Devotion 261 – Tuesday of Pentecost 3

Opening Prayer

Lord, give us the Spirit of wisdom and revelation in Your knowledge. Amen.

Text: Isaiah 49:5–6

“And now the Lord says, who formed Me from the womb to be His Servant, to bring Jacob back to Him, so that Israel is gathered to Him (for I shall be glorious in the eyes of the Lord, and My God shall be My strength), Indeed He says, ‘It is too small a thing that You should be My Servant to raise up the tribes of Jacob, and to restore the preserved ones of Israel; I will also give You as a light to the Gentiles, that You should be My salvation to the ends of the earth.'”

Devotion

This Servant of the Lord, the Savior of the tribes of Jacob, and the Light of the Gentiles, is none other than our Lord Jesus Christ. The aged Simeon’s song originated from our text. Christ’s Spirit in the prophets lives in him, and repeats the words in this way: “My eyes have seen Your salvation which You have prepared before the face of all peoples, a light to bring revelation to the Gentiles, and the glory of Your people Israel” (Luk 2:30-32).

Christ shall convert Jacob, that is, the Jewish people. But He was rejected, from His mother’s womb, and His power was with the Lord, and He must say: “‘I have labored in vain, I have spent my strength for nothing and in vain” (v. 4). This is both sad and happy to hear. It is sad because of Israel. O children of Abraham, “who are Israelites, to whom belong the adoption of sons and the glory and the covenants and the giving of the law and God’s service and the promises, and from whom Christ came according to the flesh,” God’s chosen, the people of His own possession, are scattered to the winds and refuse to be gathered by their own King! But it is happy for us: that much sooner we receive the salvation they rejected. When those invited reject the call to the Supper, then the lame and blind and crippled in the highways and byways are invited. The last are first and the first last.

So it is comforting for us to hear our Lord Jesus Himself lament over the futility of His work – futile, and yet not futile! O how good for us that the Lord Himself is tried by it! A true servant of the Lord is troubled over the stubbornness of his people and is zealous for their salvation. He works, he invites and calls, he urges them and prays for them before God and does not imagine that they still want to serve Satan. He must only speak the Word of life to their soul: – in vain he wearies himself for the irreverent; they do not want to repent. “But now the Lord says: It is too small a thing that You should be My Servant to raise up the tribes of Jacob, and to restore the preserved ones of Israel; I will also give You as a light to the Gentiles, that You should be My salvation to the ends of the earth.” This will be the final result of His saving work. But in this work all His servants labor, and He accomplishes it through them when they think all is in vain. Nothing that is done for the Lord is in vain, nothing at all. Every good thought you think and every power of love and truth you consider is from God. How then can it be useless? Your uncertainty can hinder it, but the Lord also knows that and He does in wisdom what you do in foolishness. No, the good you do is not in vain, but the good you neglect. Be zealous and rejoice, the glory of the Lord is advanced by your service, and Christ’s saving grace shall go forth to the end of the earth.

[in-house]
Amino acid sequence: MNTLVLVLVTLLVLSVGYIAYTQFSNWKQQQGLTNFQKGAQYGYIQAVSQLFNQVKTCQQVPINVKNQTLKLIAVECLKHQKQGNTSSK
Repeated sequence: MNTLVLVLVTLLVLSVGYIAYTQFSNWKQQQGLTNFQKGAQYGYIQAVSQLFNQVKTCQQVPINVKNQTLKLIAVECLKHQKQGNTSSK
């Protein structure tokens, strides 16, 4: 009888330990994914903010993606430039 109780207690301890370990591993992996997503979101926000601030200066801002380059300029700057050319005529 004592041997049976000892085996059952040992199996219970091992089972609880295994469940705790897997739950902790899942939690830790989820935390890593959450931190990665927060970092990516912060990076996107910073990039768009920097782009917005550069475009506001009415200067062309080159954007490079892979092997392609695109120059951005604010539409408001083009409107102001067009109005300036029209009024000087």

Closing Prayer

In such faith make us diligent to do Your work, Lord Jesus. Amen.

Hymn

For those who walk in sadness deep
With blinded souls e’er sinking
He brings the Gospel’s gladness sweet,
Enlight’ning mind and thinking.
Though unbelievers walk in night
Without the guidance of Your light,
From blesséd comfort shrinking.

Lift up your eyes and see them all,
Gentiles from ev’ry nation;
They heed the Lord’s most gracious call
And seek His free salvation.
His sons and daughters they shall be;
Their God then face to face shall see –
O wondrous declaration!

Kingo: Vær trøstig, Zion L 194:3-4 tr. DeGarmeaux;
tune: Nun freut euch (ELH 378); alternate hymn: We give Thee but Thine own ELH 445:3-4

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